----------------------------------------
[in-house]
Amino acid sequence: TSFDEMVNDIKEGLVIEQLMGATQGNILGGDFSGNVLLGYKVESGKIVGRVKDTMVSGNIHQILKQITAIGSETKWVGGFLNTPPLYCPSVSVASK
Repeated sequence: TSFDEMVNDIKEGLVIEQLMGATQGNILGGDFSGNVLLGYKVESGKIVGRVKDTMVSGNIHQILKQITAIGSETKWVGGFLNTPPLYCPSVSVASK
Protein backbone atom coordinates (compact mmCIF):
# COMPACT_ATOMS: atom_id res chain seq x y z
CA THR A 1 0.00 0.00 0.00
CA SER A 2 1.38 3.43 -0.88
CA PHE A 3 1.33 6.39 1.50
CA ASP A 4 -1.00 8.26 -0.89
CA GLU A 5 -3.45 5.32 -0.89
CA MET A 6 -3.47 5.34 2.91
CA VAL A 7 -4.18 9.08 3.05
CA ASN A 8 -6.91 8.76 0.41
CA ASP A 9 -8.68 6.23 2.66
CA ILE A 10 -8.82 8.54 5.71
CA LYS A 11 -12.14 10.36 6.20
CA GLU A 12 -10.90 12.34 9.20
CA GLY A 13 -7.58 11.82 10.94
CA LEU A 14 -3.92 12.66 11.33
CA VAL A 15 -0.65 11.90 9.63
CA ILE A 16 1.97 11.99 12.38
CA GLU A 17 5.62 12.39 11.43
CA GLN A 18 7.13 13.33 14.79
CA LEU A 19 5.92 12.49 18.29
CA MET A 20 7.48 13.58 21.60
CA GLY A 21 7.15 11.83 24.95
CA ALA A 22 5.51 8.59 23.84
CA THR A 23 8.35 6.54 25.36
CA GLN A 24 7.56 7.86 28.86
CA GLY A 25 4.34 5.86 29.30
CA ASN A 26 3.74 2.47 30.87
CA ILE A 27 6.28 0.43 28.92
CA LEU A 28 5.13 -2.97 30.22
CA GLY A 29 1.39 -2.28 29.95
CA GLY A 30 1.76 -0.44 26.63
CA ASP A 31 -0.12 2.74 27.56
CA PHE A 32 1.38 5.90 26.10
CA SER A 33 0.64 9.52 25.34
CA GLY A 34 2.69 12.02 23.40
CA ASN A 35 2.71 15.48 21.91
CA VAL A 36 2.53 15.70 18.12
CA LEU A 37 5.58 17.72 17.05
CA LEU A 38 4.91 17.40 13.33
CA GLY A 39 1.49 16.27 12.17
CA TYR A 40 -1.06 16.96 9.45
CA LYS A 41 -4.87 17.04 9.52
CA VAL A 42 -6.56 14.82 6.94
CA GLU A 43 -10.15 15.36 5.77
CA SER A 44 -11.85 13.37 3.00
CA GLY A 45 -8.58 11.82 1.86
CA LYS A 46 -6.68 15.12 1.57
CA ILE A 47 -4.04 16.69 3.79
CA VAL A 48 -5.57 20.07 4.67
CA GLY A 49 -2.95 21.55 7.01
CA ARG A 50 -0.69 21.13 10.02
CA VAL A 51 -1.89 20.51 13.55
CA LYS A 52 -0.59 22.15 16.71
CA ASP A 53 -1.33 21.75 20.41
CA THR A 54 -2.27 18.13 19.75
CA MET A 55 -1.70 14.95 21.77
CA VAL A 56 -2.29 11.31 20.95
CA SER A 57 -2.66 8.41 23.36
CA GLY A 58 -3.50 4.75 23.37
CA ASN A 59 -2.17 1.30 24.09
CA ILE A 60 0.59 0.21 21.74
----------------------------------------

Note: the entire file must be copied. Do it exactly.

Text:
[in-house]
Amino acid sequence: TSFDEMVNDIKEGLVIEQLMGATQGNILGGDFSGNVLLGYKVESGKIVGRVKDTMVSGNIHQILKQITAIGSETKWVGGFLNTPPLYCPSVSVASK
Repeated sequence: TSFDEMVNDIKEGLVIEQLMGATQGNILGGDFSGNVLLGYKVESGKIVGRVKDTMVSGNIHQILKQITAIGSETKWVGGFLNTPPLYCPSVSVASK
Protein backbone atom coordinates (compact mmCIF):
# COMPACT_ATOMS: atom_id res chain seq x y z
CA THR A 1 0.00 0.00 0.00
CA SER A 2 1.38 3.43 -0.88
CA PHE A 3 1.33 6.39 1.50
CA ASP A 4 -1.00 8.26 -0.89
CA GLU A 5 -3.45 5.32 -0.89
CA MET A 6 -3.47 5.34 2.91
CA VAL A 7 -4.18 9.08 3.05
CA ASN A 8 -6.91 8.76 0.41
CA ASP A 9 -8.68 6.23 2.66
CA ILE A 10 -8.82 8.54 5.71
CA LYS A 11 -12.14 10.36 6.20
CA GLU A 12 -10.90 12.34 9.20
CA GLY A 13 -7.58 11.82 10.94
CA LEU A 14 -3.92 12.66 11.33
CA VAL A 15 -0.65 11.90 9.63
CA ILE A 16 1.97 11.99 12.38
CA GLU A 17 5.62 12.39 11.43
CA GLN A 18 7.13 13.33 14.79
CA LEU A 19 5.92 12.49 18.29
CA MET A 20 7.48 13.58 21.60
CA GLY A 21 7.15 11.83 24.95
CA ALA A 22 5.51 8.59 23.84
CA THR A 23 8.35 6.54 25.36
CA GLN A 24 7.56 7.86 28.86
CA GLY A 25 4.34 5.86 29.30
CA ASN A 26 3.74 2.47 30.87
CA ILE A 27 6.28 0.43 28.92
CA LEU A 28 5.13 -2.97 30.22
CA GLY A 29 1.39 -2.28 29.95
CA GLY A 30 1.76 -0.44 26.63
CA ASP A 31 -0.12 2.74 27.56
CA PHE A 32 1.38 5.90 26.10
CA SER A 33 0.64 9.52 25.34
CA GLY A 34 2.69 12.02 23.40
CA ASN A 35 2.71 15.48 21.91
CA VAL A 36 2.53 15.70 18.12
CA LEU A 37 5.58 17.72 17.05
CA LEU A 38 4.91 17.40 13.33
CA GLY A 39 1.49 16.27 12.17
CA TYR A 40 -1.06 16.96 9.45
CA LYS A 41 -4.87 17.04 9.52
CA VAL A 42 -6.56 14.82 6.94
CA GLU A 43 -10.15 15.36 5.77
CA SER A 44 -11.85 13.37 3.00
CA GLY A 45 -8.58 11.82 1.86
CA LYS A 46 -6.68 15.12 1.57
CA ILE A 47 -4.04 16.69 3.79
CA VAL A 48 -5.57 20.07 4.67
CA GLY A 49 -2.95 21.55 7.01
CA ARG A 50 -0.69 21.13 10.02
CA VAL A 51 -1.89 20.51 13.55
CA LYS A 52 -0.59 22.15 16.71
CA ASP A 53 -1.33 21.75 20.41
CA THR A 54 -2.27 18.13 19.75
CA MET A 55 -1.70 14.95 21.77
CA VAL A 56 -2.29 11.31 20.95
CA SER A 57 -2.66 8.41 23.36
CA GLY A 58 -3.50 4.75 23.37
CA ASN A 59 -2.17 1.30 24.09
CA ILE A 60 0.59 0.21 21.74